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I efteem this interpretation of Grotius as very rational and judicious, and well supported by scripture analogy. I am well satisfied with it.

But I will propose another to the reader, and he may compare them. After the direct and positive proof I have produced from scrípture, that the Mc. diator will never deliver up his kingdom to the Fa. ther, till the last enemy is subdued ; I no more doubt of the final virtue and happiness of all men than of any thing that is proveable by scripture evi. đence. According to St. Joha, there is a second resurrection to happy life. Our Saviour says that the blafphemy against the holy Ghost fall not be forgiven, neither in this world, neither in the world to come : neither in shis age, nor in the next 'age. St. John expressly informs us that some shall be torment. ed in the lake of fire for ages of ages. This is the longest term mentioned in scripture, for the duration of the future misery of any part of mankind.

And this term is exactly commensurate with the reign of the saints with Christ in the new carth, according to St. John. Now as some of the wicked will. lic in the lake of fire for ages of ages; blasphemers of the holy Ghost may make a part of this number. And, after they have fuffered the pains of hell, and lain in the lake of fire for ages, they may be forgiven, without any contradiction of the literal expreslions of our Saviour. They have then not been forgiven neitber in this world, neither in the world to come; but have fuffered eternal damnation.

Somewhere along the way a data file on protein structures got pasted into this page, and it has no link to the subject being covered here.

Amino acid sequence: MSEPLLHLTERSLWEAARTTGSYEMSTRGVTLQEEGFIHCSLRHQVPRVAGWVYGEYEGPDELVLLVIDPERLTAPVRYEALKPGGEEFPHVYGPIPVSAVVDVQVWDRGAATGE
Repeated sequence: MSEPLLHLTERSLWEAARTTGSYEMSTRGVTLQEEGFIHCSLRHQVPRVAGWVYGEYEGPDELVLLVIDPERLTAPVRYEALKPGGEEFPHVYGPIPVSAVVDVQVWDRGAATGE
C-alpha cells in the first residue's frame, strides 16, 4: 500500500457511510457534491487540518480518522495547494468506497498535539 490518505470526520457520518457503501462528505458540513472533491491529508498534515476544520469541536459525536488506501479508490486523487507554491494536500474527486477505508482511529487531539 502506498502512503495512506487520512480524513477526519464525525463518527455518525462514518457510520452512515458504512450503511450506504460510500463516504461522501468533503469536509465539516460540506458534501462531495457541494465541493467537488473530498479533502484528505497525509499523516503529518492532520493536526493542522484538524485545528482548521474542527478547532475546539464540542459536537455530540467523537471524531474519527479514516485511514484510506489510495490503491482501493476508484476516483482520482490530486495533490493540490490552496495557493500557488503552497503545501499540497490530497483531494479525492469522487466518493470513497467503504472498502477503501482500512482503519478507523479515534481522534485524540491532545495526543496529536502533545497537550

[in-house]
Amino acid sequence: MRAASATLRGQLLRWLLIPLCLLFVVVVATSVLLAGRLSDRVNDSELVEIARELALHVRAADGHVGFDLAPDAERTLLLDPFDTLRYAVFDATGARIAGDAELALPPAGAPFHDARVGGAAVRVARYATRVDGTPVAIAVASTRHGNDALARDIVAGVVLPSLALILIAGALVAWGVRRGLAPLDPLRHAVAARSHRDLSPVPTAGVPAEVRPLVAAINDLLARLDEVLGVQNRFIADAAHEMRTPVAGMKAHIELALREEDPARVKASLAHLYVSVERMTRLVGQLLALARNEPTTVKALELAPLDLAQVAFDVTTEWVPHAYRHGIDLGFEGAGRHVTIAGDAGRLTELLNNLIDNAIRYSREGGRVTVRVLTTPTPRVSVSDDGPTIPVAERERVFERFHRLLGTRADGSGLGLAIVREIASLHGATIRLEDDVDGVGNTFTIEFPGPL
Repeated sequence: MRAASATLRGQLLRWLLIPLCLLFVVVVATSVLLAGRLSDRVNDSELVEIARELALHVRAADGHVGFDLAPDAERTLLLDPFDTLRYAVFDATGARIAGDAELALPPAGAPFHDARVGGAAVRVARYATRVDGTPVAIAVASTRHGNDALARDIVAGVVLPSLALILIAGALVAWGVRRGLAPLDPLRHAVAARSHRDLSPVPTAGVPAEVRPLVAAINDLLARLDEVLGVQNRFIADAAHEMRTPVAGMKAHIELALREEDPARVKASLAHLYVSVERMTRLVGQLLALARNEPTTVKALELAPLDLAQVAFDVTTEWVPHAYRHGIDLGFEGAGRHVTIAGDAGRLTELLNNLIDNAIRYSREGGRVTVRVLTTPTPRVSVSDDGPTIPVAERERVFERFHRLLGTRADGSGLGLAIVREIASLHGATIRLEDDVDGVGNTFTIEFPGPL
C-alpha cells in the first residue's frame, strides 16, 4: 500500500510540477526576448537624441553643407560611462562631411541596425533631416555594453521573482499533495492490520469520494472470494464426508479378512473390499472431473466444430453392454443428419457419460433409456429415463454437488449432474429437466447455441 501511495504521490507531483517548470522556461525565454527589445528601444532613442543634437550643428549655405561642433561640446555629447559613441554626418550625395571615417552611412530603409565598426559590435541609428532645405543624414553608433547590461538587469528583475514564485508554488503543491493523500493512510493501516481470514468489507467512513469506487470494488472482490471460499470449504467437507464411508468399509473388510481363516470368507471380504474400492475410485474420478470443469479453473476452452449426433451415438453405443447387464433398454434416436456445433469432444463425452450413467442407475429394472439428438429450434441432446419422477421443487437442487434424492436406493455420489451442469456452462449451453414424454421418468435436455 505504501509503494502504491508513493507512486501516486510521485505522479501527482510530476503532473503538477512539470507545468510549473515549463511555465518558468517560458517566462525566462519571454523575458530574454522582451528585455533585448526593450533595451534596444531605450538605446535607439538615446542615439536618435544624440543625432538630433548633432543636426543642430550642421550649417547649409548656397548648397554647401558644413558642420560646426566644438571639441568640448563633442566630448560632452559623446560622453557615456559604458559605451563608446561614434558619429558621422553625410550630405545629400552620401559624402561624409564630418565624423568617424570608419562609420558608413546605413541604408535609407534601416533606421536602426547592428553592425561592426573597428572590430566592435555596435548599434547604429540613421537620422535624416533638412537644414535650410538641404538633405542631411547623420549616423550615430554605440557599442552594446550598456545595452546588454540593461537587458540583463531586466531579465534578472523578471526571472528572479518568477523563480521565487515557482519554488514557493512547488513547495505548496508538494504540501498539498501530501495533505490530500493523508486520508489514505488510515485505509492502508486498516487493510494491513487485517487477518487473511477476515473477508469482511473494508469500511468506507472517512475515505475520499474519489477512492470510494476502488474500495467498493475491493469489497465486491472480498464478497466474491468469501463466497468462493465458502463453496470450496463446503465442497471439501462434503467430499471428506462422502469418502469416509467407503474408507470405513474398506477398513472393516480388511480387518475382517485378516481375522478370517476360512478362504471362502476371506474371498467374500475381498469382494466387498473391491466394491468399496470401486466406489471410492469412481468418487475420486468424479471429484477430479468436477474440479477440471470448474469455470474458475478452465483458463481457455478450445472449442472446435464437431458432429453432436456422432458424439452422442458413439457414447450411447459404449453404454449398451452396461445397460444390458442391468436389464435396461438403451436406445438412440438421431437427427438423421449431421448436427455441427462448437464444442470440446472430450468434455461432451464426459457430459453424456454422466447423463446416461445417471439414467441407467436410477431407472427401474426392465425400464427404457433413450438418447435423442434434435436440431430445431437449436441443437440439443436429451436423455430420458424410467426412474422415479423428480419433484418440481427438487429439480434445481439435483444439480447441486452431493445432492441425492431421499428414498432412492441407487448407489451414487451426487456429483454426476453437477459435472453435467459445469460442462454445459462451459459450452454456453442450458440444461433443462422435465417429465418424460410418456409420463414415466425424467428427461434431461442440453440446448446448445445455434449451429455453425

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This interpretation is as fatisfactory to my mind as that of Grotius. But, as the utmost that can happen to the blasphemer of the holy Ghost, is, that he be in danger of eternal damnation ;, if he must suffer this extremity of punishment, it will be no final bar in the way of his enjoyment of that salvation, that will be absolutely without end.

Our Saviour, according to what we have recorded, was extremely cautious in his manner of expresfion. If he had fudied ever so long, he could not have ex. pressed better his great deteftation of the sin of blasphemy against the holy Ghoft; and, at the same time, bave guarded more effectually than he has done against error. He first fays, as Matthew records it, “ All manner of Gin and blasphemy shall be forgiven unto men; but the blasphemy of the holy Ghost shall not be forgiven unto men."

But least a wrong construction should be put upon what he had already said, if he left, it there ; he goes on to an explanation of himself; “ And whofoever fpeaketh a word against the Son of man,

it shall be forgiven him; but whosoever speaketh against the holy Ghost, it Ihall not be, forgiven him, neither in this world," or age, “neither in the world,” or age, " to come "+Mark records it thus, “ He that shall blaspheme against the holy Ghost, hath never forgiveness, but is in danger of eternal damnation." This verso is juftly.rendered thus, " Whosoever fall blafpheme against the holy

Ghost,